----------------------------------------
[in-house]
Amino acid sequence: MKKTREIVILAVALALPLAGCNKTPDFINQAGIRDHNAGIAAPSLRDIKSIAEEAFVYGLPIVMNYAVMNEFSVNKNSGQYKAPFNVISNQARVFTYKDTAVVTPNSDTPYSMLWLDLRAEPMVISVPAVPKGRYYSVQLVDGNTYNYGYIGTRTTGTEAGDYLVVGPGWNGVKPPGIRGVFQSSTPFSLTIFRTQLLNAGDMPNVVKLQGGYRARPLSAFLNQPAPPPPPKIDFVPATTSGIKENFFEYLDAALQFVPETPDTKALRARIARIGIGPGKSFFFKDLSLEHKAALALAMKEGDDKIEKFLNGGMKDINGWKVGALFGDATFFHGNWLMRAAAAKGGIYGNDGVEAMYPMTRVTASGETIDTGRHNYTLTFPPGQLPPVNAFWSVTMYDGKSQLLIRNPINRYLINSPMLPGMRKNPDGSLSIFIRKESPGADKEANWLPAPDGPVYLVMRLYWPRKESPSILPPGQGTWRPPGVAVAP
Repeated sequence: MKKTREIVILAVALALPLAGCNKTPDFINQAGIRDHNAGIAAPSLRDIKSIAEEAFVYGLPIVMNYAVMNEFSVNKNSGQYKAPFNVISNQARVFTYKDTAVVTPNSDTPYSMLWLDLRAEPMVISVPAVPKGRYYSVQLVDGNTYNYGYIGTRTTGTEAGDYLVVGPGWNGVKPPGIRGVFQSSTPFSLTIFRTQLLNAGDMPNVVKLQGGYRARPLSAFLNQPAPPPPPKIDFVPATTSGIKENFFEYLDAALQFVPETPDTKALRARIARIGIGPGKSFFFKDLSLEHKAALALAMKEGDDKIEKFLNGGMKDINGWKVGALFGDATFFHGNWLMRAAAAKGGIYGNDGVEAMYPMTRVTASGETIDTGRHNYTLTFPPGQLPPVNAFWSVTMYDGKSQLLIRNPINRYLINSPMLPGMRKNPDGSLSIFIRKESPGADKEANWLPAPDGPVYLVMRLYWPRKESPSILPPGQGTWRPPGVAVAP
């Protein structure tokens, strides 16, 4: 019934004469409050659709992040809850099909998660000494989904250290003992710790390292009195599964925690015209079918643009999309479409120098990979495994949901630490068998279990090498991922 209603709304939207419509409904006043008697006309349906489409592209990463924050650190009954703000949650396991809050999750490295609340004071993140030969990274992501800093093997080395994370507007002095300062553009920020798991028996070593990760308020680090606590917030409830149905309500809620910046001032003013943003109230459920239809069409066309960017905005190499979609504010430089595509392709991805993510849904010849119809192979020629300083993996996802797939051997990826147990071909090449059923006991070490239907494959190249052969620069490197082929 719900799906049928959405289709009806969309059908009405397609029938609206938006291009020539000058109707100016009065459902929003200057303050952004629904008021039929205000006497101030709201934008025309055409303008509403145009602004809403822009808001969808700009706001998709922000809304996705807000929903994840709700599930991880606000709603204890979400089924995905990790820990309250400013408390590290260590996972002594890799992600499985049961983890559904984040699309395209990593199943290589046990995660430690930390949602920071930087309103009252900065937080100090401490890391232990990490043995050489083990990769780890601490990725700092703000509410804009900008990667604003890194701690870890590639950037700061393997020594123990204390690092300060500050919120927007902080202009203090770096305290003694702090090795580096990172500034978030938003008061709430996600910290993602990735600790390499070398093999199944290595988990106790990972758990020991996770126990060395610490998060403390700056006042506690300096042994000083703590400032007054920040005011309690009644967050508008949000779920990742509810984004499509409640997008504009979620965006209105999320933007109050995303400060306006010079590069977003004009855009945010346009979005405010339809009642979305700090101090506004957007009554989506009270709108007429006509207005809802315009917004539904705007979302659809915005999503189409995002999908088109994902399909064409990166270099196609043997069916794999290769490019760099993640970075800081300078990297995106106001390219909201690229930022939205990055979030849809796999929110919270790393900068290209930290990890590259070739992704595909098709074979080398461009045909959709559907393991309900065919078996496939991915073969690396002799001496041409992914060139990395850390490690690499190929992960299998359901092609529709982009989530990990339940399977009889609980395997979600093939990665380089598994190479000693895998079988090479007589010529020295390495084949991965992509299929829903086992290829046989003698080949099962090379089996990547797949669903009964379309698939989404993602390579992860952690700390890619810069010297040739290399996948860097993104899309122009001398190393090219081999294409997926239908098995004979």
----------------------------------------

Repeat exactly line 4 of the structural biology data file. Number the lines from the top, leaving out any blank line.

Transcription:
């Protein structure tokens, strides 16, 4: 019934004469409050659709992040809850099909998660000494989904250290003992710790390292009195599964925690015209079918643009999309479409120098990979495994949901630490068998279990090498991922 209603709304939207419509409904006043008697006309349906489409592209990463924050650190009954703000949650396991809050999750490295609340004071993140030969990274992501800093093997080395994370507007002095300062553009920020798991028996070593990760308020680090606590917030409830149905309500809620910046001032003013943003109230459920239809069409066309960017905005190499979609504010430089595509392709991805993510849904010849119809192979020629300083993996996802797939051997990826147990071909090449059923006991070490239907494959190249052969620069490197082929 719900799906049928959405289709009806969309059908009405397609029938609206938006291009020539000058109707100016009065459902929003200057303050952004629904008021039929205000006497101030709201934008025309055409303008509403145009602004809403822009808001969808700009706001998709922000809304996705807000929903994840709700599930991880606000709603204890979400089924995905990790820990309250400013408390590290260590996972002594890799992600499985049961983890559904984040699309395209990593199943290589046990995660430690930390949602920071930087309103009252900065937080100090401490890391232990990490043995050489083990990769780890601490990725700092703000509410804009900008990667604003890194701690870890590639950037700061393997020594123990204390690092300060500050919120927007902080202009203090770096305290003694702090090795580096990172500034978030938003008061709430996600910290993602990735600790390499070398093999199944290595988990106790990972758990020991996770126990060395610490998060403390700056006042506690300096042994000083703590400032007054920040005011309690009644967050508008949000779920990742509810984004499509409640997008504009979620965006209105999320933007109050995303400060306006010079590069977003004009855009945010346009979005405010339809009642979305700090101090506004957007009554989506009270709108007429006509207005809802315009917004539904705007979302659809915005999503189409995002999908088109994902399909064409990166270099196609043997069916794999290769490019760099993640970075800081300078990297995106106001390219909201690229930022939205990055979030849809796999929110919270790393900068290209930290990890590259070739992704595909098709074979080398461009045909959709559907393991309900065919078996496939991915073969690396002799001496041409992914060139990395850390490690690499190929992960299998359901092609529709982009989530990990339940399977009889609980395997979600093939990665380089598994190479000693895998079988090479007589010529020295390495084949991965992509299929829903086992290829046989003698080949099962090379089996990547797949669903009964379309698939989404993602390579992860952690700390890619810069010297040739290399996948860097993104899309122009001398190393090219081999294409997926239908098995004979």